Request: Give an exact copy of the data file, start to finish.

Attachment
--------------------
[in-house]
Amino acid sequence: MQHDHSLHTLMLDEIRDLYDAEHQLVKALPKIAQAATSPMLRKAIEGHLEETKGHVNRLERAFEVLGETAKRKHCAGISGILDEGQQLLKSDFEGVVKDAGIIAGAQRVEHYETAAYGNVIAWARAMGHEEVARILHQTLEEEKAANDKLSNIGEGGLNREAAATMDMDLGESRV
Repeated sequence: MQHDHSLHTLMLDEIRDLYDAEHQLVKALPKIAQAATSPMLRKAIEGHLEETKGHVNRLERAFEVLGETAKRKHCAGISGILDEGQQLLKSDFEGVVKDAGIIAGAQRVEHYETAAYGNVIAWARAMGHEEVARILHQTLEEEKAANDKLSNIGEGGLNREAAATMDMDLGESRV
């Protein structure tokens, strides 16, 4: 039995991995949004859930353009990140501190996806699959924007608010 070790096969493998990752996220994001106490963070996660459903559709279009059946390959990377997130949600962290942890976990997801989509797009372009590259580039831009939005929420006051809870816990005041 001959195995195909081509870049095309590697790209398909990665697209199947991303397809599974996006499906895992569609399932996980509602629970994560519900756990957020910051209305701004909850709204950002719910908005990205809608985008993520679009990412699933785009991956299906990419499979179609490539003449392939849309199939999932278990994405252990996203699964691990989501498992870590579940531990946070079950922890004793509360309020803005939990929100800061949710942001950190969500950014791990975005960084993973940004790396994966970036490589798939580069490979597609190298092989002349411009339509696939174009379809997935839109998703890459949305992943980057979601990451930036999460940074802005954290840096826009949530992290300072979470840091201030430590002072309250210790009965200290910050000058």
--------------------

[in-house]
Amino acid sequence: MQHDHSLHTLMLDEIRDLYDAEHQLVKALPKIAQAATSPMLRKAIEGHLEETKGHVNRLERAFEVLGETAKRKHCAGISGILDEGQQLLKSDFEGVVKDAGIIAGAQRVEHYETAAYGNVIAWARAMGHEEVARILHQTLEEEKAANDKLSNIGEGGLNREAAATMDMDLGESRV
Repeated sequence: MQHDHSLHTLMLDEIRDLYDAEHQLVKALPKIAQAATSPMLRKAIEGHLEETKGHVNRLERAFEVLGETAKRKHCAGISGILDEGQQLLKSDFEGVVKDAGIIAGAQRVEHYETAAYGNVIAWARAMGHEEVARILHQTLEEEKAANDKLSNIGEGGLNREAAATMDMDLGESRV
């Protein structure tokens, strides 16, 4: 039995991995949004859930353009990140501190996806699959924007608010 070790096969493998990752996220994001106490963070996660459903559709279009059946390959990377997130949600962290942890976990997801989509797009372009590259580039831009939005929420006051809870816990005041 001959195995195909081509870049095309590697790209398909990665697209199947991303397809599974996006499906895992569609399932996980509602629970994560519900756990957020910051209305701004909850709204950002719910908005990205809608985008993520679009990412699933785009991956299906990419499979179609490539003449392939849309199939999932278990994405252990996203699964691990989501498992870590579940531990946070079950922890004793509360309020803005939990929100800061949710942001950190969500950014791990975005960084993973940004790396994966970036490589798939580069490979597609190298092989002349411009339509696939174009379809997935839109998703890459949305992943980057979601990451930036999460940074802005954290840096826009949530992290300072979470840091201030430590002072309250210790009965200290910050000058």